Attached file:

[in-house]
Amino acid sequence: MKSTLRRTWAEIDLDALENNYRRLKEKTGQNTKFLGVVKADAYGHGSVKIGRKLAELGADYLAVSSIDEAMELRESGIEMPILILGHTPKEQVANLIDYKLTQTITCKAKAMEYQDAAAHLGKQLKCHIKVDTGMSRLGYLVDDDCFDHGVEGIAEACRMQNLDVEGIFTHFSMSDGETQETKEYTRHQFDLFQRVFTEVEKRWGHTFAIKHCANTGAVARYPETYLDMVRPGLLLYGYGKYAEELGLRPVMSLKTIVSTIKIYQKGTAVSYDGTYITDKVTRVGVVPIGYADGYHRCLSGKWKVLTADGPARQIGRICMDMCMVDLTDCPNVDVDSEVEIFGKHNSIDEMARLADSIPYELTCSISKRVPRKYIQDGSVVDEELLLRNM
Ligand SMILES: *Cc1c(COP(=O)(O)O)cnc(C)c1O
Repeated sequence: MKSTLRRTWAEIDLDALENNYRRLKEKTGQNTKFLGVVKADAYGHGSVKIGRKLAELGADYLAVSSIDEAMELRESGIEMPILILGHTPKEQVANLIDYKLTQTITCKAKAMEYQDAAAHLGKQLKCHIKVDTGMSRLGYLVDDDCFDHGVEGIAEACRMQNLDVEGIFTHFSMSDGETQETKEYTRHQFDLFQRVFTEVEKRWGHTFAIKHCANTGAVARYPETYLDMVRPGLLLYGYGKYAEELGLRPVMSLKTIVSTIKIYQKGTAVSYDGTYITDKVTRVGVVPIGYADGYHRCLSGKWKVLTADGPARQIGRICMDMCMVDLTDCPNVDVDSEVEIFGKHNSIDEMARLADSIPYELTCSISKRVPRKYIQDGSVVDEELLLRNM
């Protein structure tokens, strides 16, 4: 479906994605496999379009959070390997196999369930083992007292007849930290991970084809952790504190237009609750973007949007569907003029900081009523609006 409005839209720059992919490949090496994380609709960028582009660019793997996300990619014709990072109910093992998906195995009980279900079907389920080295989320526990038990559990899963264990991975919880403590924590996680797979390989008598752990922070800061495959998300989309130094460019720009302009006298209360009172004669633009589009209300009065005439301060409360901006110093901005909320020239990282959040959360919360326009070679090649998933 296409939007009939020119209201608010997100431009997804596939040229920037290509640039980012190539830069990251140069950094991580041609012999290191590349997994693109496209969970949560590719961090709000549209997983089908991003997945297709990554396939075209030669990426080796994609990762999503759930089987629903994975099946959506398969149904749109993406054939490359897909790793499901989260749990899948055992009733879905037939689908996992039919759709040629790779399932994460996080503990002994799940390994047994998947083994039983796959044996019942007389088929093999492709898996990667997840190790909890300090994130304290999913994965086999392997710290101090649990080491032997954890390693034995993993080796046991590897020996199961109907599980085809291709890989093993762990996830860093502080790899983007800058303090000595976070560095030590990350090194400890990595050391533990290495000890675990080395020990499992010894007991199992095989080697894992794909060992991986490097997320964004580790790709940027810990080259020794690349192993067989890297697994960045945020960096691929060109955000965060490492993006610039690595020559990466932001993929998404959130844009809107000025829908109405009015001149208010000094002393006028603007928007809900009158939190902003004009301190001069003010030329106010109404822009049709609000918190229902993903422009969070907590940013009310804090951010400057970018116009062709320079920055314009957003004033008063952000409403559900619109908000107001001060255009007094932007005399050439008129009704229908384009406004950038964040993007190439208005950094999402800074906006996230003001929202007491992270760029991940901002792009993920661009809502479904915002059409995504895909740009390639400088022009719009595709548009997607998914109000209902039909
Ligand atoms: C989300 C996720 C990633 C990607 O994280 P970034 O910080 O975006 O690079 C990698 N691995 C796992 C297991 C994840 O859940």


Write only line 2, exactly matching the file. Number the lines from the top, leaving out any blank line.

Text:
Amino acid sequence: MKSTLRRTWAEIDLDALENNYRRLKEKTGQNTKFLGVVKADAYGHGSVKIGRKLAELGADYLAVSSIDEAMELRESGIEMPILILGHTPKEQVANLIDYKLTQTITCKAKAMEYQDAAAHLGKQLKCHIKVDTGMSRLGYLVDDDCFDHGVEGIAEACRMQNLDVEGIFTHFSMSDGETQETKEYTRHQFDLFQRVFTEVEKRWGHTFAIKHCANTGAVARYPETYLDMVRPGLLLYGYGKYAEELGLRPVMSLKTIVSTIKIYQKGTAVSYDGTYITDKVTRVGVVPIGYADGYHRCLSGKWKVLTADGPARQIGRICMDMCMVDLTDCPNVDVDSEVEIFGKHNSIDEMARLADSIPYELTCSISKRVPRKYIQDGSVVDEELLLRNM